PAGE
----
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Tumor necrosis factor alpha as a marker of systemic and local inflammation in “healthy” smokers

Authors Diez-Pina JM, Fernandez J, Llorente, Diaz-Lobato S, Mayoralas S, Florez A

Published 9 February 2009 Volume 2009:2 Pages 9—14


Review by Single anonymous peer review

Peer reviewer comments 4

Juan M Diez-Pina1, María J Fernandez-Aceñero3, María J Llorente-Alonso2, Salvador Diaz-Lobato4, Sagrario Mayoralas1, Asuncion Florez1

1Department of Pneumology; 2Department of Biochemistry, Hospital de Móstoles, Móstoles, Madrid, Spain; 3Department of Pathology, Fundacíon Jiménez-Díaz, Madrid, Spain; 4Department of Pneumology, Hospital Ramón y Cajal, Madrid, Spain

Background: Tobacco smoking induces a local and systemic inflammatory reaction and also a decline in pulmonary function. There are some novel noninvasive methods to measure the degree of inflammatory bronchial reaction, including the exhaled breath condensate (EBC) in which several inflammatory markers can be measured, including tumor necrosis factor alpha (TNF-α). There is a clear clinical need to develop methods that allow early detection of smokers at risk of losing pulmonary function.

Objectives: The aims of the present study are: 1) to show that smokers show higher levels of TNF-α both in serum and EBC; 2) to analyze the possible influence of gender, age, and weight on this parameter; and 3) to determine a possible association between smoking and pulmonary function parameters and TNF-α levels.

Material and methods: We have prospectively analyzed two cohorts of smokers and nonsmokers subjects without any chronic or acute disease (within eight weeks of study initiation). We have performed pulmonary function tests with bronchodilators and also collected EBC and blood samples before smoking cessation. Statistical analysis was performed with SPSS 11.0 for Windows Statistical Package.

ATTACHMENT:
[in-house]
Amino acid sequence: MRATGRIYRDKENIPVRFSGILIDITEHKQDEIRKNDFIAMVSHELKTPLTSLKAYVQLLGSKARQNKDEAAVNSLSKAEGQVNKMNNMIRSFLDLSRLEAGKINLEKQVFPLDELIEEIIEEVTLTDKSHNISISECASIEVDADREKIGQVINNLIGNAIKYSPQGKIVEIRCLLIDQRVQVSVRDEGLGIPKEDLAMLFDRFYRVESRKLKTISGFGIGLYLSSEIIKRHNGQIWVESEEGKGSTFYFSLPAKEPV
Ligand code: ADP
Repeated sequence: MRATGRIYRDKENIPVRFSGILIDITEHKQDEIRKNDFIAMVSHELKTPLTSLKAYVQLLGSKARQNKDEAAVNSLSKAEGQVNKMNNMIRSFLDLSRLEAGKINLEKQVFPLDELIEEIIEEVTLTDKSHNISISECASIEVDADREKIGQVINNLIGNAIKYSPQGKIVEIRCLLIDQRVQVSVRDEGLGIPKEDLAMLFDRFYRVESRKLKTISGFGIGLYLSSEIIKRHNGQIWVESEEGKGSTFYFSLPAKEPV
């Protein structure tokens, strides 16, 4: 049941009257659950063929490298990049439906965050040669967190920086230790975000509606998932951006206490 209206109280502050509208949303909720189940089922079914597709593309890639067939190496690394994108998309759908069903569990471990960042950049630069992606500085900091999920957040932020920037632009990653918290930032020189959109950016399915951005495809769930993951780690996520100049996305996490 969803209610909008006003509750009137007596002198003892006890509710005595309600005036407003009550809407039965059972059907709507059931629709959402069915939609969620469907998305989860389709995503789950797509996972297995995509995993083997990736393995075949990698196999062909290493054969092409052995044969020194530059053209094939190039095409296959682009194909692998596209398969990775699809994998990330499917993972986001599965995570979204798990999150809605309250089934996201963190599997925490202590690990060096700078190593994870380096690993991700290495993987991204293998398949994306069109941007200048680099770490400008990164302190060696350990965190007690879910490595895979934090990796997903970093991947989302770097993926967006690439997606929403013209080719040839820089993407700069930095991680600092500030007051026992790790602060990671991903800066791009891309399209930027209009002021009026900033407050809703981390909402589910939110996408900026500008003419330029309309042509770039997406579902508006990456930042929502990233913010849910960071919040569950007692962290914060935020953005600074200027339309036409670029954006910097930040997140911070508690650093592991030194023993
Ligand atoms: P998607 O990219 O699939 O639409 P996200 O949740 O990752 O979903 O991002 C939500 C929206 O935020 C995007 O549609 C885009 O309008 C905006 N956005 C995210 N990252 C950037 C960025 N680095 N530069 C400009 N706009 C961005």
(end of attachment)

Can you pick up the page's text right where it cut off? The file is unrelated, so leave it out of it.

Results: The study has enrolled 17 patients (8 smokers), 50% of whom were females. Mean age was 38.59 years old (standard deviation, 7.4). The mean number of cigarettes smoked in the smoker group was 26.14 (11.29) cigarettes/day and the mean age when tobacco first began was 15.14 (2.04) years. We have not been able to show any significant differences in TNF-α levels according to age or weight. For the whole series we have not found any significant influence of gender in TNF-α levels, but after dividing the series in smokers and nonsmokers, we have shown higher levels of TNF-α in serum (5.59 [0.26] pg/mL vs 5.56 [0.37] pg/mL; nonsignificant [NS]) and EBC (4.94 [0.41] pg/mL vs 4.22 [0.36] pg/mL; p = 0.031) in male smokers. On the other hand, nonsmoking females showed slightly higher TNF-α levels in serum (5.70 [0.50] pg/mL vs 5.42 [0.29] pg/mL; NS) and EBC (4.54 [0.92] vs 4.11 [0.41 pg/mL]; NS). Smokers had higher TNF-α levels in EBC (4.46 [0.58] pg/mL vs 4.34 [0.62] pg/mL; NS), while serum TNF-α levels were slightly higher in nonsmokers (5.52 [0.56] pg/mL vs 5.50 [0.27] pg/mL; NS). We have not demonstrated any association between tobacco consumption and TNF-α levels. We have not shown any significant relation between pulmonary function and the studied parameters, with only a modest association between forced expiratory volume at one second and forced vital capacity and TNF-α levels in EBC.

Conclusion: Smokers show higher TNF-α levels in EBC. Among smokers, males show higher levels of TNF in serum and EBC. We have not confirmed any significant influence of age or weight on TNF-α levels. These levels do not seem to be influenced either by the amount of tobacco or the time since habit began. We have shown a modest relation between pulmonary function and TNF-α levels in EBC.

Keywords: inflammatory markers, tumor necrosis factor, exhaled breath condensate, cigarette smoking

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